Over at the Hero Indian Open, the event returns to the snappily-titled DLF Golf and Country Club in the hope of avoiding the almost universal slating of 2017.
As far as I can make out players don’t mind difficult tracks – note the praise heaped on Le Golf National or Valderrama (oh, wonderful Valderrama, that famous stage show) but players, journalists, and punters all seemed to have a go at a course that was considered unfair and mentally wearing. Perhaps it was- I’m watching it from a sofa in East London- but the facts are that defending champ, SSP Chawrasia, was a demon from the rough and putted like a dream to saunter clear throughout the weekend and now lines up attempting a stunning hat-trick. Going off at a stupid price last year due to the belief the course was a monster and couldn’t suit, he has been slashed from an opening 50-1 to half those odds and really cannot be considered at that.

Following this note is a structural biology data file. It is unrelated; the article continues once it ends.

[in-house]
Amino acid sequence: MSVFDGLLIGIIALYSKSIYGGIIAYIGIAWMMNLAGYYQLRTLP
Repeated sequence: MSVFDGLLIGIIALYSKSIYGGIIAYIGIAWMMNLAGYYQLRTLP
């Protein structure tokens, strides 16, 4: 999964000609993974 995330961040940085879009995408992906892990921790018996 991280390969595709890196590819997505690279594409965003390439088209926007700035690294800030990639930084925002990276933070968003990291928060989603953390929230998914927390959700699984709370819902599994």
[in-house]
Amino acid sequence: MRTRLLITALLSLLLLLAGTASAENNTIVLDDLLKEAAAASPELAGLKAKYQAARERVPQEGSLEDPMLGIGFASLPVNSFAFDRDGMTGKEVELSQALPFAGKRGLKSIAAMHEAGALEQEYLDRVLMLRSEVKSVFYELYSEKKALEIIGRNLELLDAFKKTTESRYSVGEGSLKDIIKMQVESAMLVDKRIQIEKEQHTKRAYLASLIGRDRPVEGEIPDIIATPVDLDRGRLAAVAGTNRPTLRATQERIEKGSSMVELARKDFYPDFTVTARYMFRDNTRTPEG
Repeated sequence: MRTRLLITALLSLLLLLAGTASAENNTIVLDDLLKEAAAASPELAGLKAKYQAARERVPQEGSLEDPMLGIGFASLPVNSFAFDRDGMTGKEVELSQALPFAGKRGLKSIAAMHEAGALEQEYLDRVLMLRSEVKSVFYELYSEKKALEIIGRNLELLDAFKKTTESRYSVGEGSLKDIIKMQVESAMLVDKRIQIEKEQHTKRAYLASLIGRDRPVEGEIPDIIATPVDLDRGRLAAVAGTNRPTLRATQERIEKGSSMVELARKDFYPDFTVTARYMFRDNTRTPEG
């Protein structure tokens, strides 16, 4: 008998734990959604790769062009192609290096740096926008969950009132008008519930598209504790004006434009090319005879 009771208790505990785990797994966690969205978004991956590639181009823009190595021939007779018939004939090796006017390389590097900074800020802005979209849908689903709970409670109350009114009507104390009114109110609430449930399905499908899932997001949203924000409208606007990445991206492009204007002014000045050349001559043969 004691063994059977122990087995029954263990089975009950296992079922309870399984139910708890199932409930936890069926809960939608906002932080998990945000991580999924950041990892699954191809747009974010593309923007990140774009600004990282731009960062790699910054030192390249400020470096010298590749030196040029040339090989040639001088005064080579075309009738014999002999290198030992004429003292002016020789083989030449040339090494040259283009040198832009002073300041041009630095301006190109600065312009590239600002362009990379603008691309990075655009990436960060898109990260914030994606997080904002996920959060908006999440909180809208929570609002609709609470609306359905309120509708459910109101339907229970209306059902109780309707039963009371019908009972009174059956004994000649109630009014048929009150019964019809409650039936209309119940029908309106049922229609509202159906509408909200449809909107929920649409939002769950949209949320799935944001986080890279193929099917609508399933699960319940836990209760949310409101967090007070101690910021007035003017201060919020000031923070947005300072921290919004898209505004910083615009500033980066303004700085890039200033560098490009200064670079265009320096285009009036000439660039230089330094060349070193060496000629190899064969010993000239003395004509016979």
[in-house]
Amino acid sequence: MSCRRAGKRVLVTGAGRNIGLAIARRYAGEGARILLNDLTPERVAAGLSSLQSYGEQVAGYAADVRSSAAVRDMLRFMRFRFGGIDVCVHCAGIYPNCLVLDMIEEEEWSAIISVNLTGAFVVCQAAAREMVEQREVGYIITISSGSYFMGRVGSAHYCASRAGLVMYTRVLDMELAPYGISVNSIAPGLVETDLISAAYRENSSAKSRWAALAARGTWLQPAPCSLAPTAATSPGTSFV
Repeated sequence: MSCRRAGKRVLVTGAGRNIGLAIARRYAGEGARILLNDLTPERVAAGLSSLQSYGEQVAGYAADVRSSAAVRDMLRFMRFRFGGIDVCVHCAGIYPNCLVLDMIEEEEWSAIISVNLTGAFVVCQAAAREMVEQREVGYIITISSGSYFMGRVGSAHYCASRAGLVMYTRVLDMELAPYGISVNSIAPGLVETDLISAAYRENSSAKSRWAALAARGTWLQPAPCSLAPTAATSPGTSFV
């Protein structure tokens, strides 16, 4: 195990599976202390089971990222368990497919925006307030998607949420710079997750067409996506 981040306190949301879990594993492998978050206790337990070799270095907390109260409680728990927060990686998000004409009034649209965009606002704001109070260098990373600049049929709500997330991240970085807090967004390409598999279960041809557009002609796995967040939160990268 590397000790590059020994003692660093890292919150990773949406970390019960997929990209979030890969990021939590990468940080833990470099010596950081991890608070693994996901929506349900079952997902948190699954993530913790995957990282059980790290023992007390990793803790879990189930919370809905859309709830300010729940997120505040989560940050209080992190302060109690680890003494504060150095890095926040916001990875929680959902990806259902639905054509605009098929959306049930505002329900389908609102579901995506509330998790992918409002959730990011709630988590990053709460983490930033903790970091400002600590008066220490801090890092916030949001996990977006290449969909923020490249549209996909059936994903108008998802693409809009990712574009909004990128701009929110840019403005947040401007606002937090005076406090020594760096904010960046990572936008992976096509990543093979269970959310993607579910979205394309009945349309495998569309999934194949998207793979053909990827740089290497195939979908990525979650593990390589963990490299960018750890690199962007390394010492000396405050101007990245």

Initial shows had Chris Wood and Joost Luiten at much shorter than they are now, with both Shubhankar Sharma and Anirban Lahiri bigger than the current 14-1. For me, if Sharma is in the same form that won the Joburg and Maybank this year he is a steal at anything over 10-1. But, and it is a big but, whilst last weekend’s 9th at the WGC Mexico is leagues above the quality required this week, he has to be mentally tired, possibly slightly disappointed and will be facing a huge barrage of media pressure like never before.
At the end of last year’s event I was prepared to have a big bet on market rival Lahiri. 5th after not really contending in 2017, he looked set to go much better but his form has tailed off completely, his media comments suggest he isn’t entirely happy with his game and he just can’t be trusted at the price.